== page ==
Working to rule?

Every day we have to decide upon the best approach to providing the best and safest care for patients.  This requires trawling our internal library and database full of facts and figures, mentally running through the  list of possible options for the signs and symptoms presented and the recommended treatments and solutions to these options.  Clinicians use knowledge gained through years of training and experience and at the same time have to have a constant awareness of new approaches, innovations and best practice.  With over two million research papers written each year this is a daunting task.  

In addition to clinical standards there are also organisational policies, procedures, interventions, and standard operating practices to consider.  It is no wonder that there is a gap between what we know should happen and what actually does happen.  Yet still I hear on a frequent basis; ‘why don’t they just do it’…. ‘why is it so hard for clinicians to simply do the right thing’… ‘why don’t they just do the right thing every time?’ and so on.

In safety language this is often described as violating best practice.  Even the words violating or violation have strong connotations of ‘disgraceful behaviour’; the tone is already set for those who are found to have not adhered to a set procedure.  

However, as Ken Catchpole (1) recently wrote in the BMJ Quality and Safety Journal, ‘violations and non-adherence are common, not always conscious, not always planned, are frequently well meaning, and in many cases allow the system to run smoothly’.  A theme I have often spoken about is the need to understand the just culture in the NHS.  Understanding why people ‘violate’ policies and procedures is a key component of this.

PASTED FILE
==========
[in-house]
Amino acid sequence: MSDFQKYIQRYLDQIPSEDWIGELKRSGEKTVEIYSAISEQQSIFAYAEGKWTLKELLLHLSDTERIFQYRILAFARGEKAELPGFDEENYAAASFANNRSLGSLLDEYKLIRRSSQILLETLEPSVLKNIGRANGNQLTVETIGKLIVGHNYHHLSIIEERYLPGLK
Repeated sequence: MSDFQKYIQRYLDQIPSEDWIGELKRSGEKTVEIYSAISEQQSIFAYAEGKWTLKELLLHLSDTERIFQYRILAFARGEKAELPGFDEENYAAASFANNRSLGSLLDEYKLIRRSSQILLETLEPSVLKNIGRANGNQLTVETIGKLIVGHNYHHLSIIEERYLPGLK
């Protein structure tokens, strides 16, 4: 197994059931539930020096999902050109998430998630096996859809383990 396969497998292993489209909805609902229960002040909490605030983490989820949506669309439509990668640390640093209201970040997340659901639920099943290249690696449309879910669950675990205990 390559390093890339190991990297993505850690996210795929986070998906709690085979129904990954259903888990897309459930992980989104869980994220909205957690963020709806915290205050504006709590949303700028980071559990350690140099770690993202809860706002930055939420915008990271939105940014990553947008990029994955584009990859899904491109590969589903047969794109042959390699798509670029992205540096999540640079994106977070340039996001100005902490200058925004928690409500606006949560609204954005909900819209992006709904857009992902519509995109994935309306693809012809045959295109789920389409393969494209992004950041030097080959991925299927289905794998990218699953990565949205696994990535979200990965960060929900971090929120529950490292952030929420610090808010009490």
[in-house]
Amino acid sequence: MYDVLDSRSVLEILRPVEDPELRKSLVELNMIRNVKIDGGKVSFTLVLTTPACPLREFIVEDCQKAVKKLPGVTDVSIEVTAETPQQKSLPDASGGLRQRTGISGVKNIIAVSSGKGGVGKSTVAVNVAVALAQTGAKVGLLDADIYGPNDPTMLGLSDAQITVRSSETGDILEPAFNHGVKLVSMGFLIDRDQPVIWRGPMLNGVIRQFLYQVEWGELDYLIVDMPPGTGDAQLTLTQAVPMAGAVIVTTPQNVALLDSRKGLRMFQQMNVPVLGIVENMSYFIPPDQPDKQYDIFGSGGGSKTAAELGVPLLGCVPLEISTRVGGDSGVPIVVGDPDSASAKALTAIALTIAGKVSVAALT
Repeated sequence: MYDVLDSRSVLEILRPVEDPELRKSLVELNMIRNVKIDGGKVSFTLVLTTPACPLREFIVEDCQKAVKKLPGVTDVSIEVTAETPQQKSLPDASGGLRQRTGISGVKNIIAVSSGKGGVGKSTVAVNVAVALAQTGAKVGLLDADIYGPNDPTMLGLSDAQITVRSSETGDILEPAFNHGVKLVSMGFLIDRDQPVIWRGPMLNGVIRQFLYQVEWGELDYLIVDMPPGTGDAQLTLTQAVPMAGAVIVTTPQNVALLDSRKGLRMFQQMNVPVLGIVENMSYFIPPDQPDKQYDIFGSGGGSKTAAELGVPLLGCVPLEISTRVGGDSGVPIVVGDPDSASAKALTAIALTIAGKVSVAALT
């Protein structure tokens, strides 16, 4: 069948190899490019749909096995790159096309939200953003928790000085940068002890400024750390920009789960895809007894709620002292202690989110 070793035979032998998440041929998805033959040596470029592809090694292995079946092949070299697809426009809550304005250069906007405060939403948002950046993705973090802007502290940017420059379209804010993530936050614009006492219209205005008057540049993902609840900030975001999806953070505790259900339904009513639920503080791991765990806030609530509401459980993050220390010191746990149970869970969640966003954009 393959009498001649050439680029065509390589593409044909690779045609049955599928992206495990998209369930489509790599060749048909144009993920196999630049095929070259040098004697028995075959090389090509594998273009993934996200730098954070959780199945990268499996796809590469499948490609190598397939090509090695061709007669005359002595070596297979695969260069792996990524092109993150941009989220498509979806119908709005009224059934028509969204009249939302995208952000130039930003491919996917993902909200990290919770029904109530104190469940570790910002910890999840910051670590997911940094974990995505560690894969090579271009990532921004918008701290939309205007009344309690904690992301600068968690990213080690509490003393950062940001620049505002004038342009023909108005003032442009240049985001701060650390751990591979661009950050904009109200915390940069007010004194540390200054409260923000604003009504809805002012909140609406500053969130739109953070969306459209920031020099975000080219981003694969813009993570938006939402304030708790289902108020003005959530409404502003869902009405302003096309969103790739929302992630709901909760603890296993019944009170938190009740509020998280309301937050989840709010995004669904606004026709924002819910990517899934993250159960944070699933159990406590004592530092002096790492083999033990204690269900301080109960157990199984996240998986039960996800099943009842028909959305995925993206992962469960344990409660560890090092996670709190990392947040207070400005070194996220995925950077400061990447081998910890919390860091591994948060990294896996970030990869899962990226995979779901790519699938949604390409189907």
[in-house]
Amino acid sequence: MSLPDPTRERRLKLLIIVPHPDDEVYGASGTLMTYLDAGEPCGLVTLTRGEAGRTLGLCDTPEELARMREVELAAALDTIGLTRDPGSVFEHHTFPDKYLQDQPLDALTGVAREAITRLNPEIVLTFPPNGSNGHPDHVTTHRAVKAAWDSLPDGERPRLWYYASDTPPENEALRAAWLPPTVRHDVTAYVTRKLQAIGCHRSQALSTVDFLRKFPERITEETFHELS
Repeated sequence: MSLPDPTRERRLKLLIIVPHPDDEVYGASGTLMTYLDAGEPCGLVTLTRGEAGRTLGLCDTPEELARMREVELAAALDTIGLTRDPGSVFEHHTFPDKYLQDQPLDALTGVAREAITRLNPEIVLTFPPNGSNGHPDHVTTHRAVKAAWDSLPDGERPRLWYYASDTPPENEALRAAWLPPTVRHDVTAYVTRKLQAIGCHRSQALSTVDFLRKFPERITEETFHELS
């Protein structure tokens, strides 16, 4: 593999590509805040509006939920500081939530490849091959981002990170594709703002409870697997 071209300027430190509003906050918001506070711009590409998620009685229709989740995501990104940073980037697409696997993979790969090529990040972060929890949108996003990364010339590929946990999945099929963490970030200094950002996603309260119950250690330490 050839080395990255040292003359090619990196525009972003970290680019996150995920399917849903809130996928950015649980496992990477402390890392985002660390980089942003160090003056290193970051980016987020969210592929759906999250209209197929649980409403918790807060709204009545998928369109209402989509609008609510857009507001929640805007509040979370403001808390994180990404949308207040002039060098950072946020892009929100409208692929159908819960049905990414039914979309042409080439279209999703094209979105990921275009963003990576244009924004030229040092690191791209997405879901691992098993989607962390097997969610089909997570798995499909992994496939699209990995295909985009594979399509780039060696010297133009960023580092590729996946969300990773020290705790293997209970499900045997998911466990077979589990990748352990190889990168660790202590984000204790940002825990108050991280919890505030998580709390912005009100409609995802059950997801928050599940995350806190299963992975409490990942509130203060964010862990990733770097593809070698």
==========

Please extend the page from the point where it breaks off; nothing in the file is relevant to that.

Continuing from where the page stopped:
So what is exactly meant by a violation.  It is the failure to do something, or failure to complete one of the steps in a set process or the failure to provide the set treatment. They are typically classified as:

  • erroneous  – the clinician did not understand the policy or was not aware of the right steps

  • routine — when the policy or procedure is routinely bypassed or worked around

  • situational  – usually related to the environment or lack of resources which makes it difficult to take the right steps

  • exceptional – extreme circumstances which result in the clinician choosing to bypass the procedure
  • optimising —when in fact there is a better way or appears to be a better way of doing things

Interestingly, we probably don’t have a clear understanding of the scale and nature of the problem as incident reporting systems are poor at reflecting the nature and frequency of violations especially in relation to routine violations as they become normal, the ‘way we do things round here’.  If regarded as usual practice (not necessarily the written practice) then they will not be detected until perhaps something serious happens.  Experts suggest peer review or regular short periods of systematic observation of practice are better methods to detect and support understanding.

As Rene Amalberti (2) states, a resilient system requires flexibility to help it become safer, efficient and adaptive to changing circumstances.  It is therefore important to understand why this happens and not simply attempt to eliminate them and reprimand those concerned.


(1) Catchpole, K.  BMJ Qual Saf 2013;22:705-709 doi:10.1136/bmjqs-2012-001604

(2) Amalberti, R, Vincent C, Auroy, Y et al BMJ Qual Saf Health Care 2006;15:i66-i71 doi:10.1136/qshc.2005.015982